Tuesday, September 29, 2009

Geography Battle at Georgetown University

All Points Blog has a short blurb (below) about one professor's effort to introduce geography into a foreign service class at Georgetown University.

Map of the Modern World is the name of a course in the Georgetown School of Foreign Service. It's being reshaped per James Reardon-Anderson, director of the Bachelor of Science in Foreign Service program. The new version focuses on physical geography and its role in international affairs.

Per the school paper: "The changes will be embodied by three lectures on the fundamental forces that shape physical geography at the beginning of the course and a final lecture on global climate change. Reardon-Anderson, who will be teaching the class, acknowledged that the changes are part of the SFS’s effort to increase its students’ exposure to the sciences."

Students are not pleased. A protest group has sprung up on Facebook with more than 300 members. Some feel political issues will take a backseat to geography.
The blurb has a link to the Georgetown Voice article on the matter.

Clearly politics needs to have a very high perch in an international affairs class. However, too often these types of classes only do international politics. They ignore deeply powerful varables like physical geography, cultural differences which determine the end goals for various parties, religion, and so much more. If done correctly, Dr. Reardon-Anderson can open up many minds to the factors deeper than politics in international studies. Good luck to him!

5 comments:

Anonymous said...

Yeah, you definitely have no clue what you are talking about. The class was about geography (location of countries, how borders/physical elements caused wars, etc), the problem with the change is that the course is changing to focusing on how geography is the cause of every human interaction and other Jared Diamond crap. Unless you have taken Map, stay out of the debate!

Catholicgauze said...

According to the Georgetown Voice, the changes have yet to be fully implemented. Under your logic no one should be debating because no one has completed both versions of the class.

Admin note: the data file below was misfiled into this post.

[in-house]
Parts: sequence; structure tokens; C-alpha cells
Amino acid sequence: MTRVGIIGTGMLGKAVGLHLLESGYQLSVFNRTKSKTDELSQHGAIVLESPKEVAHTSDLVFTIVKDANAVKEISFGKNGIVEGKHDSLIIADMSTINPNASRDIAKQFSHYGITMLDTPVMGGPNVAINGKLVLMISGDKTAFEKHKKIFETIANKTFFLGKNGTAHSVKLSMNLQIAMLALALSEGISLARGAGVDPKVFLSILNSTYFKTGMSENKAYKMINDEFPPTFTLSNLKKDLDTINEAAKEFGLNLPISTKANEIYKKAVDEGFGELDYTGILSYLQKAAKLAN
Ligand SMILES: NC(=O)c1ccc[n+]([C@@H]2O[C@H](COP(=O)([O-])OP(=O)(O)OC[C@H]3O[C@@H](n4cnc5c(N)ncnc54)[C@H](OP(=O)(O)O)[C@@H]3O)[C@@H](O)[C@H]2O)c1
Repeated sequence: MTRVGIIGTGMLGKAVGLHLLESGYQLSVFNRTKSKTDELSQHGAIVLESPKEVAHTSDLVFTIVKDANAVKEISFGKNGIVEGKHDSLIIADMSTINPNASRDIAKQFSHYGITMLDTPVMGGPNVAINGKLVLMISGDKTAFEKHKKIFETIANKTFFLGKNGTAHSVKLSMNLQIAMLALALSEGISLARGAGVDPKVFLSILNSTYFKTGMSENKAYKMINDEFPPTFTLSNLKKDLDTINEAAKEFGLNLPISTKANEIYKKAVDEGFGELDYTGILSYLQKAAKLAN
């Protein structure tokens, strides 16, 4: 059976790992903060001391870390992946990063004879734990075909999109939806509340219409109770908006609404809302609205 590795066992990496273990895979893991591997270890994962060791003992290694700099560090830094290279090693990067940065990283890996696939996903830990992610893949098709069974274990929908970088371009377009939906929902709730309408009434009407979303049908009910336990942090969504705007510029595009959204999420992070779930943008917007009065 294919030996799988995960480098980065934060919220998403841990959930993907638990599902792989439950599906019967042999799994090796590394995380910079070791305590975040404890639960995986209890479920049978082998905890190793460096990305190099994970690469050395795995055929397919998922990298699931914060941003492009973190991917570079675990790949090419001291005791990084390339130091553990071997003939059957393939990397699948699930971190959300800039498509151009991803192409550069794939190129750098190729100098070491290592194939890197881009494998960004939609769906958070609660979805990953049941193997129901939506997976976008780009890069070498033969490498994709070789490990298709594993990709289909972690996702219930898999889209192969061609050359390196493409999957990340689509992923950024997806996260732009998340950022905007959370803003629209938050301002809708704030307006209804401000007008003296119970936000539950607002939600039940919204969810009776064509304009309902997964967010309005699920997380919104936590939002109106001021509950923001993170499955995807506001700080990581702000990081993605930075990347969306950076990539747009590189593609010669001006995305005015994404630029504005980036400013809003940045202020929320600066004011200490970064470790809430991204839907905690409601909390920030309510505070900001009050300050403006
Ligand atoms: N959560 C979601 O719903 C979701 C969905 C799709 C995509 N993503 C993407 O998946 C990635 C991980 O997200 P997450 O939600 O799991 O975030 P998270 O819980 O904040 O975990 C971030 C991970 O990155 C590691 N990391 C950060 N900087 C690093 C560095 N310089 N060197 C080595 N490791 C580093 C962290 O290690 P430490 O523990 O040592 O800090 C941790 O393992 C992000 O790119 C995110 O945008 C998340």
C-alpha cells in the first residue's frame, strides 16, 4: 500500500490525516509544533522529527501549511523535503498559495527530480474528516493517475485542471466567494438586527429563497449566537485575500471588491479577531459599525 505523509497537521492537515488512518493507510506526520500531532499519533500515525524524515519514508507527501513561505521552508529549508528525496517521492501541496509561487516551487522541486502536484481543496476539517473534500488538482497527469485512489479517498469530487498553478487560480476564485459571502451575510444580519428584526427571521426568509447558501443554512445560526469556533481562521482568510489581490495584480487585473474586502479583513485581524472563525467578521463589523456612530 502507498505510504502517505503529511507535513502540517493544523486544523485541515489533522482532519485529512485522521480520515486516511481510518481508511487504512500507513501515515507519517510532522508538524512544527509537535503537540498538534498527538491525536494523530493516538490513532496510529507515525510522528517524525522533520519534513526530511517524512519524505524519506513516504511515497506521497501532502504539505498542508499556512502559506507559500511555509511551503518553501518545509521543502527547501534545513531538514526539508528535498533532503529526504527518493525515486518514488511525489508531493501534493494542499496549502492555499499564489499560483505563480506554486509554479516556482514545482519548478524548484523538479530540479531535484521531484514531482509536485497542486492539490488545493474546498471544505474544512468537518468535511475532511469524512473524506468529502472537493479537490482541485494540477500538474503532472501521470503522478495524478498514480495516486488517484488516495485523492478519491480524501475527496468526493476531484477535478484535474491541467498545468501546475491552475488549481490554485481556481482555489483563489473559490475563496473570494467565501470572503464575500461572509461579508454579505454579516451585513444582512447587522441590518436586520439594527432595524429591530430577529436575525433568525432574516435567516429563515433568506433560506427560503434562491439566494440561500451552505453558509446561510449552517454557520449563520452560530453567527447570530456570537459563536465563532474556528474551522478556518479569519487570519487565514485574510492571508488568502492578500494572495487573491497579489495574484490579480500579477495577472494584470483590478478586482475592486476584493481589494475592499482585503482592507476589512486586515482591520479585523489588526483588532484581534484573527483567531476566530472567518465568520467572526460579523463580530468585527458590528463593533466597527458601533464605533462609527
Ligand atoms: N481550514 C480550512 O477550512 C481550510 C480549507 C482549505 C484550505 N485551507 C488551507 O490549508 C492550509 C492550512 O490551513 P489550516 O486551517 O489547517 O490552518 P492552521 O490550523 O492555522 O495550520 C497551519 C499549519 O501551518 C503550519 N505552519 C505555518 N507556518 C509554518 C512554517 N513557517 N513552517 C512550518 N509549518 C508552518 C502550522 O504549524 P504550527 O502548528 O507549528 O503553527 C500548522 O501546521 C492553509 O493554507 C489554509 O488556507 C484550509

James said...

What a shame it is that the mean ol' professors at Georgetown are trying to broaden the horizons of a bunch of whiny, self-absorbed rich kids! Golly--i'm sure glad i went to a school that didn't make me learn anything i wasn't interested in (or know anything about). That would have been terrible.

The sad thing is that these trust-fund teat sucklers who are so vociferously complaining about having to learn geography, by virtue of attending a school of supposed "prestige" are likely to occupy positions of at least some measure of influence/import once they graduate and enter into the real world. Universities are supposed to function as centers of debate and appreciation of multiple perspectives. What does it say about the state of higher education when its products proclaim juicy lil' nuggets of wisdom like "unless you have taken Map, stay out of the debate!"? Anonymous, your haughty, hyperbole-tinged comments make you seem quite the imbecile. For your sake, I sincerely hope that you posted your comment before you had much of a chance to consider what you intended to say.

SFS '11 said...

I am HIGHLY offended at the implication that all Georgetown students are rich, trust fund babies. Some are, sure--but FAR from all. Most of them take huge loans out to be able to afford to come to school, even with financial aid.

And the SFS curriculum ALREADY includes geography, as the previous poster said. The class is all ABOUT geography. As a student who has taken Map, I can name every single independent country in the world--can you? I am also familiar with the UN Laws of the Sea (and the fact that the US is not a signatory) and many of the ethnic conflicts that have shaped the world's political boundaries, as well as the physical features of the land which produce each country's unique position in the world. The class IS a geography class, and we are fighting to keep it that way. Dean Reardon-Anderson wants to teach a dumbed-down geology class that occasionally looks at a map. The previous curriculum wanted us to KNOW maps (which after all is the title of the class).

EconoSpalsh said...

@SFS '11:
By stating that you can name all of the countries makes you sound elitist. Furthermore, naming countries is not geography. While the author of the post should have stated that the course will be including physical geography (as opposed to introducing geography to begin with), physical geography IS important as it in part defines a culture and people.